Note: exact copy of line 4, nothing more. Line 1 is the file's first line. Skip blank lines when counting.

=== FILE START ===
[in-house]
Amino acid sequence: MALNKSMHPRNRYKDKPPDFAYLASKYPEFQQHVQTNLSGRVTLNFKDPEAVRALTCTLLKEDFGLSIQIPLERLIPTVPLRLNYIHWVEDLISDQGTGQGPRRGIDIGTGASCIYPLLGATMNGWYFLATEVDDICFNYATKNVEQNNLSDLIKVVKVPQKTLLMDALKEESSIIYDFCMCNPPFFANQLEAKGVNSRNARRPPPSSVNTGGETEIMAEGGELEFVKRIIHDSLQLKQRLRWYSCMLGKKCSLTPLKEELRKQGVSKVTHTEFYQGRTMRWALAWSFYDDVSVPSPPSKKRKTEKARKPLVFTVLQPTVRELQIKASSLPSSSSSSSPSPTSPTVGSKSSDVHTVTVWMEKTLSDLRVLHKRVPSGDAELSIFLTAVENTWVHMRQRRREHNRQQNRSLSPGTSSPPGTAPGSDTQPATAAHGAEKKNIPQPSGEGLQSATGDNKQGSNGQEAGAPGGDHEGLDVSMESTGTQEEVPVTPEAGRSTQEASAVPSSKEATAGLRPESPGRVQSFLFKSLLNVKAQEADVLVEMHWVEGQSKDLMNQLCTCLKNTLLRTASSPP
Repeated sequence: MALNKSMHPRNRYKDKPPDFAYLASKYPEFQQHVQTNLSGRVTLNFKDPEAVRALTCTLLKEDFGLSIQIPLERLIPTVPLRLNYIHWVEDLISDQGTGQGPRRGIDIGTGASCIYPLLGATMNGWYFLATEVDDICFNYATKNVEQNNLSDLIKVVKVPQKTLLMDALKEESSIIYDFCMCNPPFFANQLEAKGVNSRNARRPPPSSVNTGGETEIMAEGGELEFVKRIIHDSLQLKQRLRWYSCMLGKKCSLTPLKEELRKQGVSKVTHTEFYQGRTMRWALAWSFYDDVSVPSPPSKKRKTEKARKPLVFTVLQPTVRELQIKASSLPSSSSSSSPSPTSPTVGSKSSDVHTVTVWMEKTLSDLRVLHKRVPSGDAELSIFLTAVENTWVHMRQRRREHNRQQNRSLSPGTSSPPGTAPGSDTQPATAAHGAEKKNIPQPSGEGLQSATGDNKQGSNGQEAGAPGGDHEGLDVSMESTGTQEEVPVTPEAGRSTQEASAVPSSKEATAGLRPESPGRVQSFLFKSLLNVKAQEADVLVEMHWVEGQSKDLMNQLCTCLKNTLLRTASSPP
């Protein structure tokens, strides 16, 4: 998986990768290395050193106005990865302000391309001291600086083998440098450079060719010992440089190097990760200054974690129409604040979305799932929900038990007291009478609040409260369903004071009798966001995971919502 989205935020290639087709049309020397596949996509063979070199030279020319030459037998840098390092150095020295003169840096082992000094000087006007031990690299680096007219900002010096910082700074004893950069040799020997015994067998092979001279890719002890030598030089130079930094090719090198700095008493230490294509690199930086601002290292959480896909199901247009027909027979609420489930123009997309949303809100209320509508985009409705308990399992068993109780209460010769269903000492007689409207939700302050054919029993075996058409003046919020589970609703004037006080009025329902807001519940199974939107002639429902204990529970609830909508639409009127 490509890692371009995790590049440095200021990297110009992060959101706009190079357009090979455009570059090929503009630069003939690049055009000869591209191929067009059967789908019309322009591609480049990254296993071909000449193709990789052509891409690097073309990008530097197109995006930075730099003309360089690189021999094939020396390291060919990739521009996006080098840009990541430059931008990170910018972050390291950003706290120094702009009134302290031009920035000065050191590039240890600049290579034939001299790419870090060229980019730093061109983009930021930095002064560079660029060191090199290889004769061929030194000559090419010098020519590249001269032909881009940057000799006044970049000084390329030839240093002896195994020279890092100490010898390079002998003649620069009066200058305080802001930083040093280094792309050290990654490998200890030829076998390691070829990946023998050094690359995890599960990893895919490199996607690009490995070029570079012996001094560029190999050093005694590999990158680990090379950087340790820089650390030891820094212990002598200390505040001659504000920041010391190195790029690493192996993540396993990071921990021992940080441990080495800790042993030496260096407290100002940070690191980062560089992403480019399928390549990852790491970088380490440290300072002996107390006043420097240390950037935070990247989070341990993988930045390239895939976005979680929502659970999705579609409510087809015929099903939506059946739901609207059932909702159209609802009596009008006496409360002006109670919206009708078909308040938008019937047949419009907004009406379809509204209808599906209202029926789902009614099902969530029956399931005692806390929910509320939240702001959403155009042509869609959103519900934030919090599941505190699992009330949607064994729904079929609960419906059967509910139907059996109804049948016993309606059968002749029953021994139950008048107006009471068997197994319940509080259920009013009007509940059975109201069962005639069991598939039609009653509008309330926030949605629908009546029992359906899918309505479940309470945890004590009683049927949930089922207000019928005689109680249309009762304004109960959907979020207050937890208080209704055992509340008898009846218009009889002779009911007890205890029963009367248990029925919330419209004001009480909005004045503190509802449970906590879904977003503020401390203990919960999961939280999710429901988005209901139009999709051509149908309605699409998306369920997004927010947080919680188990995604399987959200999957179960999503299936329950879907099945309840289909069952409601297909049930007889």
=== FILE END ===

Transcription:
């Protein structure tokens, strides 16, 4: 998986990768290395050193106005990865302000391309001291600086083998440098450079060719010992440089190097990760200054974690129409604040979305799932929900038990007291009478609040409260369903004071009798966001995971919502 989205935020290639087709049309020397596949996509063979070199030279020319030459037998840098390092150095020295003169840096082992000094000087006007031990690299680096007219900002010096910082700074004893950069040799020997015994067998092979001279890719002890030598030089130079930094090719090198700095008493230490294509690199930086601002290292959480896909199901247009027909027979609420489930123009997309949303809100209320509508985009409705308990399992068993109780209460010769269903000492007689409207939700302050054919029993075996058409003046919020589970609703004037006080009025329902807001519940199974939107002639429902204990529970609830909508639409009127 490509890692371009995790590049440095200021990297110009992060959101706009190079357009090979455009570059090929503009630069003939690049055009000869591209191929067009059967789908019309322009591609480049990254296993071909000449193709990789052509891409690097073309990008530097197109995006930075730099003309360089690189021999094939020396390291060919990739521009996006080098840009990541430059931008990170910018972050390291950003706290120094702009009134302290031009920035000065050191590039240890600049290579034939001299790419870090060229980019730093061109983009930021930095002064560079660029060191090199290889004769061929030194000559090419010098020519590249001269032909881009940057000799006044970049000084390329030839240093002896195994020279890092100490010898390079002998003649620069009066200058305080802001930083040093280094792309050290990654490998200890030829076998390691070829990946023998050094690359995890599960990893895919490199996607690009490995070029570079012996001094560029190999050093005694590999990158680990090379950087340790820089650390030891820094212990002598200390505040001659504000920041010391190195790029690493192996993540396993990071921990021992940080441990080495800790042993030496260096407290100002940070690191980062560089992403480019399928390549990852790491970088380490440290300072002996107390006043420097240390950037935070990247989070341990993988930045390239895939976005979680929502659970999705579609409510087809015929099903939506059946739901609207059932909702159209609802009596009008006496409360002006109670919206009708078909308040938008019937047949419009907004009406379809509204209808599906209202029926789902009614099902969530029956399931005692806390929910509320939240702001959403155009042509869609959103519900934030919090599941505190699992009330949607064994729904079929609960419906059967509910139907059996109804049948016993309606059968002749029953021994139950008048107006009471068997197994319940509080259920009013009007509940059975109201069962005639069991598939039609009653509008309330926030949605629908009546029992359906899918309505479940309470945890004590009683049927949930089922207000019928005689109680249309009762304004109960959907979020207050937890208080209704055992509340008898009846218009009889002779009911007890205890029963009367248990029925919330419209004001009480909005004045503190509802449970906590879904977003503020401390203990919960999961939280999710429901988005209901139009999709051509149908309605699409998306369920997004927010947080919680188990995604399987959200999957179960999503299936329950879907099945309840289909069952409601297909049930007889």